If you are having problems with getting a smooth response from the mouse, especially when moving diagonally, take a look at the DeadZone setting. The Deadzone’s primary function is to overcome the area of the controller where joystick movement does not register in-game and allow instant response from the mouse, but when improperly adjusted it also influences mouse movement in a negative way. Having the deadzone set too low will cause choppy mouse response as initial mouse movements or very tiny mouse movements are suppressed. Having too large a deadzone will cause a floaty or accelerated feeling (pixel skipping), and can also cause a rough, “stair-step-like” movement in some games that reduces accuracy when moving the mouse diagonally. Some games also include a deadzone setting in the Options Menu, so be sure to check it and set accordingly for best performance. It is important to achieve the right balance, so if it feels choppy increase your deadzone setting and if the diagonal movement feels poor, lower the deadzone setting in the KeyMander software, in the game menu or both.

    Resolution (Mouse Hardware/Software & KeyMander Software)
    The conventional wisdom for setting mouse resolution with KeyMander is normally to set the mouse to its maximum resolution (up to 10K) and set the KeyMander dpi setting to match it. This will provide the maximum amount of adjustment range with fine adjustment steps in between. While this normally works great with most games, there will be times when a lower dpi setting is actually advantageous. Games with built-in Aim Assist such as the Call of Duty titles, Overwatch, etc. will benefit from having a lower dpi setting which allows the aim assist to better “pull” you onto the target’s hit box. Having a higher dpi setting sends more data at a faster rate to the aim assist processing and causes what amounts to an overload situation, where the aim assist function is decreased or defeated altogether.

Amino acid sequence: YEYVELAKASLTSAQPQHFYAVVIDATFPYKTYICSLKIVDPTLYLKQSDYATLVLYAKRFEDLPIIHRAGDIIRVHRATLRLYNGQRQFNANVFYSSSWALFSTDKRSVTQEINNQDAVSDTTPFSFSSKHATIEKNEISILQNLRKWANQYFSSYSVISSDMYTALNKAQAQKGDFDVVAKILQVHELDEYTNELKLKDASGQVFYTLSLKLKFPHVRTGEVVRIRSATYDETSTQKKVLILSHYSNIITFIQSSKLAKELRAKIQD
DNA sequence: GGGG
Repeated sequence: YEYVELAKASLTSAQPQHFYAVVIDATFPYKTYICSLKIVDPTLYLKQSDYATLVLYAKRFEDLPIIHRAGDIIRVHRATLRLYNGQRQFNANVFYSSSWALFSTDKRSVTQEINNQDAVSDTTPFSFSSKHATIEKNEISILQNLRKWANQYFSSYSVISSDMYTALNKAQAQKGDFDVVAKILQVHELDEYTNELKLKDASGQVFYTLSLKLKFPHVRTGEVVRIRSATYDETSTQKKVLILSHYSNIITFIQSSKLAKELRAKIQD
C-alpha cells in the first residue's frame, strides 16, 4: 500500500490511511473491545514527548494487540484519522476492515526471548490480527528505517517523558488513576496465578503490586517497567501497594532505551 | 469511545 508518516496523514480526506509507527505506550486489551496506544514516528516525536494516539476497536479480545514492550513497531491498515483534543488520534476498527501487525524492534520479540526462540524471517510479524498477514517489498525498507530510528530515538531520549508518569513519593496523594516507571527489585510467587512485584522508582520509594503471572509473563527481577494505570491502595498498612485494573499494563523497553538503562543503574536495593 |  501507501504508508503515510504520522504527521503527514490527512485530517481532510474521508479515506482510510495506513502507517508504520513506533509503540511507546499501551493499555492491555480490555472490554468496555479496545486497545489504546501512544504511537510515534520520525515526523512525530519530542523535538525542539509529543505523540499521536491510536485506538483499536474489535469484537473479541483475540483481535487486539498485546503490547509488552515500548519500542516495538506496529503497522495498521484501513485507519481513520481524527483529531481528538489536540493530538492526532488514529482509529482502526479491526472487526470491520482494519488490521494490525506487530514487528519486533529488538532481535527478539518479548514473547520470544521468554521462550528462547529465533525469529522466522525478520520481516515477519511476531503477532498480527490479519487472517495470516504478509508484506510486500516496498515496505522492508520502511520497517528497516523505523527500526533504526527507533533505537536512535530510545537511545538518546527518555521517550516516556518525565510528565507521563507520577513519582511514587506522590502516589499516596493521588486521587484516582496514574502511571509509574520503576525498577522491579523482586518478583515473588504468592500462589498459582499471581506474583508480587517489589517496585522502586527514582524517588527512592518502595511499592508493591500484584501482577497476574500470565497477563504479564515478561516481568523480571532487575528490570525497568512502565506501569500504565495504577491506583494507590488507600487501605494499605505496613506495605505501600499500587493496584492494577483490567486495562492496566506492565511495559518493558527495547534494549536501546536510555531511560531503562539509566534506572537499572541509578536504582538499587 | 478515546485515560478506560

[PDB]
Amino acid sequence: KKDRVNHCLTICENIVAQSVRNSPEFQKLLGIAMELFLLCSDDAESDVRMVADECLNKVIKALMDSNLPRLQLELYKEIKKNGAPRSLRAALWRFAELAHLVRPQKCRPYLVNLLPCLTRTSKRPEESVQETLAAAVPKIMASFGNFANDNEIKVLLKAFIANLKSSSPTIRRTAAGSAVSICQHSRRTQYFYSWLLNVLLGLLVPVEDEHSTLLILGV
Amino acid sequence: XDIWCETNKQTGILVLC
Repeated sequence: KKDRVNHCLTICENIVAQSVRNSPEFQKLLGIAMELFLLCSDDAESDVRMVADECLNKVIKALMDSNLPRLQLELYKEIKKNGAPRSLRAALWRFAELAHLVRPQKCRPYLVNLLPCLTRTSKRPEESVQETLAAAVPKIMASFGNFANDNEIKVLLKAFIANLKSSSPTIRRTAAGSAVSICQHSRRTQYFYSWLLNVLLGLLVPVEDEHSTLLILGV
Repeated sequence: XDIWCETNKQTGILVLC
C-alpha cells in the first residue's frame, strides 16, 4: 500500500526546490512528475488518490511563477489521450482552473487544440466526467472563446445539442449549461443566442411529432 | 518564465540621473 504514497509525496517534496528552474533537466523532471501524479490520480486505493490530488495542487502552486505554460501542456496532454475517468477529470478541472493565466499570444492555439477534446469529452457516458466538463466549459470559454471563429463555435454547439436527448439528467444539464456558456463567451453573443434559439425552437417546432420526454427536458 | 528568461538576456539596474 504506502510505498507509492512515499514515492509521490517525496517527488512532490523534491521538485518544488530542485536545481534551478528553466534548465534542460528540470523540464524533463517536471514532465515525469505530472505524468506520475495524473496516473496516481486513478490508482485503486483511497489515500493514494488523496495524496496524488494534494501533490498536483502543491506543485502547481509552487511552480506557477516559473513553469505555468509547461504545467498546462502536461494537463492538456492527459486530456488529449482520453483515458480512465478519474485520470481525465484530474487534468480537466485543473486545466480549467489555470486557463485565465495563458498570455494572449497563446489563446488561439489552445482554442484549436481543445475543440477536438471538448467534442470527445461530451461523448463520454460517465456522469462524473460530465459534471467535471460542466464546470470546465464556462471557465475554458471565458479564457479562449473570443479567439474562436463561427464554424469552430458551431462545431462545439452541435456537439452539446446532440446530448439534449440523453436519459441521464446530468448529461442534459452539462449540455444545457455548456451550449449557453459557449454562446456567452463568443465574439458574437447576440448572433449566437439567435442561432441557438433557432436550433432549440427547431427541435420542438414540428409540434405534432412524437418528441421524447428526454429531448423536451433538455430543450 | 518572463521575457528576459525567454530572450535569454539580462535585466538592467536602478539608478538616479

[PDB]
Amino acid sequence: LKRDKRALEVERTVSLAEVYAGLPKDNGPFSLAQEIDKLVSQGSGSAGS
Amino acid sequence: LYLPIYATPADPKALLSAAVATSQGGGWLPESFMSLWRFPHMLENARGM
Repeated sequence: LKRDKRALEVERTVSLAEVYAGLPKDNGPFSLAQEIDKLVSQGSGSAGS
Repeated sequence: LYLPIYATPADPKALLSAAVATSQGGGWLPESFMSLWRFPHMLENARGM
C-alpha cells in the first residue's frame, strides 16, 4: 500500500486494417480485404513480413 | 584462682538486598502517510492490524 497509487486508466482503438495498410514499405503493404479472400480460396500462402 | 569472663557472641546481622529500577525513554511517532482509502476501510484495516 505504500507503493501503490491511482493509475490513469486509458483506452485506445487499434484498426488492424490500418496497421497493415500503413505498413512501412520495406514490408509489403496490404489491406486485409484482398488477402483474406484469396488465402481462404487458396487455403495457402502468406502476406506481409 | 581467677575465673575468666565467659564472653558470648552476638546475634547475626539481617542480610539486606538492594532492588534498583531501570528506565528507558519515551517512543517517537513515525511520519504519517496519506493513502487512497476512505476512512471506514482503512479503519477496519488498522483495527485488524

In games with aim assist it is important to test different resolution (dpi) settings so you can maximize the benefit (or remove it) for your style of play. For example, Call of Duty: Black Ops 4 works very well with mouse resolutions between 3500-5000dpi for those that like the slightly magnetic feel of aim assist. If you prefer to snipe headshots, set the dpi higher at 6-10K to help breakout of the aim assist bubble as it will tend to "pull" you down when trying to snap quick headshots. Just make sure to match your KeyMander dpi to your mouse dpi or your sensitivity will be way off.

    As a final note, I should also mention that one of the things that can complicate getting proper mouse performance with high-end gaming mice is the manufacturer's custom mouse driver software, which often needs to be correctly configured on a PC so it doesn't default to some unknown/less effective setting. Mice from companies like Corsair, Logitech, etc. have downloadable drivers for setup, and usually store these settings in the mouse memory as configuration profiles. If you have one of these mice that stores profiles internally (especially Logitech mice as their software is a bit tricky), it is important to make sure you set the mouse to maximum resolution in their software first, and program it to default to that setting so the mouse is actually running at the full resolution offered. Because these settings have to be programmed using a PC, it will it will make your life much easier if you remember do this first before connecting the mouse to your KeyMander! After setting up your mouse, make sure to set the mouse resolution in the KeyMander software to match your mouse setting. Having a 5000+ DPI mouse is great, but if you forget to change the default setting in the KeyMander software (default is 2000 DPI) you won't getting the full benefit of all that resolution!